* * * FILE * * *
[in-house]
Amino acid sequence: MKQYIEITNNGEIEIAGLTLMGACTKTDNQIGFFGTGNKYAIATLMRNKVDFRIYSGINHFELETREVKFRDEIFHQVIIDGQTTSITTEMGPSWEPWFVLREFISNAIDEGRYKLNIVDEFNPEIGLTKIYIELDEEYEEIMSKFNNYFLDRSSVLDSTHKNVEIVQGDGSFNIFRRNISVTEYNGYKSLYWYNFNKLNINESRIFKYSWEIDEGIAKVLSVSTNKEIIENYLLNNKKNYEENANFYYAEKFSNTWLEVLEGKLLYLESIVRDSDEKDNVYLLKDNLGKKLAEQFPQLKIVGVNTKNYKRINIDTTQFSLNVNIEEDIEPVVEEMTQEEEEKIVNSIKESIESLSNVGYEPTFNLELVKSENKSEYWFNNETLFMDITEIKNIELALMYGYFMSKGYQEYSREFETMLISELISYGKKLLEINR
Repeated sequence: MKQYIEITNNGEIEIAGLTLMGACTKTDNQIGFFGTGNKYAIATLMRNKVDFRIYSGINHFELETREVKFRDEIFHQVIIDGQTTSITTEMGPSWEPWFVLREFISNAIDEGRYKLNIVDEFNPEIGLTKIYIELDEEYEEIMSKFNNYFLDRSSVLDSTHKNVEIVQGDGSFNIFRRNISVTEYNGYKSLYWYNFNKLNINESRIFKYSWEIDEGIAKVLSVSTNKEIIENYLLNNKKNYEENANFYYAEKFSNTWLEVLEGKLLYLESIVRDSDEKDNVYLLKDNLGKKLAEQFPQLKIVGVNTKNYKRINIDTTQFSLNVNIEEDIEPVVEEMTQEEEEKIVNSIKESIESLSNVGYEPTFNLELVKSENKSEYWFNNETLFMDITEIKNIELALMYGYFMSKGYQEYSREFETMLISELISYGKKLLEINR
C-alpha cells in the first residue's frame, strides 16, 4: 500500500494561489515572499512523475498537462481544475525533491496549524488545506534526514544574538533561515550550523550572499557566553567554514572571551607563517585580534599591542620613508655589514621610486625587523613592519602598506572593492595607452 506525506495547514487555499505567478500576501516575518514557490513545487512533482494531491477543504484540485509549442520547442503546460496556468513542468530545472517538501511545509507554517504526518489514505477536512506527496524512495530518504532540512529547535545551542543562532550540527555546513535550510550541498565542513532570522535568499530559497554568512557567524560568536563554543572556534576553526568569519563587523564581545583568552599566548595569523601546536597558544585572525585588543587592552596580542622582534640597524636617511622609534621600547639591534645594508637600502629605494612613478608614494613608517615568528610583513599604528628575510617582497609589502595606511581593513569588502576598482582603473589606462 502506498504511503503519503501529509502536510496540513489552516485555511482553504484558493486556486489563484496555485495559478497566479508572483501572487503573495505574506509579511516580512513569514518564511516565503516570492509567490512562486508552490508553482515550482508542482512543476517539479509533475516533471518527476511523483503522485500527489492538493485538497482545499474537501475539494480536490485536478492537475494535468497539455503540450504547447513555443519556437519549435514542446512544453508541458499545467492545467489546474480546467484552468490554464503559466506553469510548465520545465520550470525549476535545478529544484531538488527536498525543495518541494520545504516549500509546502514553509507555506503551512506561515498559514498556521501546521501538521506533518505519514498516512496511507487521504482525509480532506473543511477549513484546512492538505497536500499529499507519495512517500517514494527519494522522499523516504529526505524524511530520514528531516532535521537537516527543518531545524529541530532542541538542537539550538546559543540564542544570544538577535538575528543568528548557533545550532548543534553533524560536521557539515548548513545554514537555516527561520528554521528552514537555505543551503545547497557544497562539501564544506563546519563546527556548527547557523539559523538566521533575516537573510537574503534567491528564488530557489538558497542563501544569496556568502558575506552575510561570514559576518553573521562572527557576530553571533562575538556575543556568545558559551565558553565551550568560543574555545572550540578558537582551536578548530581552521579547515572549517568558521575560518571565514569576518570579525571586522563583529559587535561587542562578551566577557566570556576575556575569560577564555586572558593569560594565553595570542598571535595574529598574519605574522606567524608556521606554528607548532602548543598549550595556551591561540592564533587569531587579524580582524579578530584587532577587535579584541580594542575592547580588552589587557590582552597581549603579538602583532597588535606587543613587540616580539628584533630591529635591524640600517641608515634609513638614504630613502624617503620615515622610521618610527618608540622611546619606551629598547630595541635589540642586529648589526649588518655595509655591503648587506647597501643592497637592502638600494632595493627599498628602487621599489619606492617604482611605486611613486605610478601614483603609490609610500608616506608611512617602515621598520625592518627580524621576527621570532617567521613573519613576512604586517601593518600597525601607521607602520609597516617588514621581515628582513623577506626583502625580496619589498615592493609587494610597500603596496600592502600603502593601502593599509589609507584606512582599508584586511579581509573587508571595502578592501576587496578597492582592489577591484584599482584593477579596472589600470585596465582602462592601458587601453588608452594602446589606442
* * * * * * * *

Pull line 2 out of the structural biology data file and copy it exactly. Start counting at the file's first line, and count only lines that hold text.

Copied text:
Amino acid sequence: MKQYIEITNNGEIEIAGLTLMGACTKTDNQIGFFGTGNKYAIATLMRNKVDFRIYSGINHFELETREVKFRDEIFHQVIIDGQTTSITTEMGPSWEPWFVLREFISNAIDEGRYKLNIVDEFNPEIGLTKIYIELDEEYEEIMSKFNNYFLDRSSVLDSTHKNVEIVQGDGSFNIFRRNISVTEYNGYKSLYWYNFNKLNINESRIFKYSWEIDEGIAKVLSVSTNKEIIENYLLNNKKNYEENANFYYAEKFSNTWLEVLEGKLLYLESIVRDSDEKDNVYLLKDNLGKKLAEQFPQLKIVGVNTKNYKRINIDTTQFSLNVNIEEDIEPVVEEMTQEEEEKIVNSIKESIESLSNVGYEPTFNLELVKSENKSEYWFNNETLFMDITEIKNIELALMYGYFMSKGYQEYSREFETMLISELISYGKKLLEINR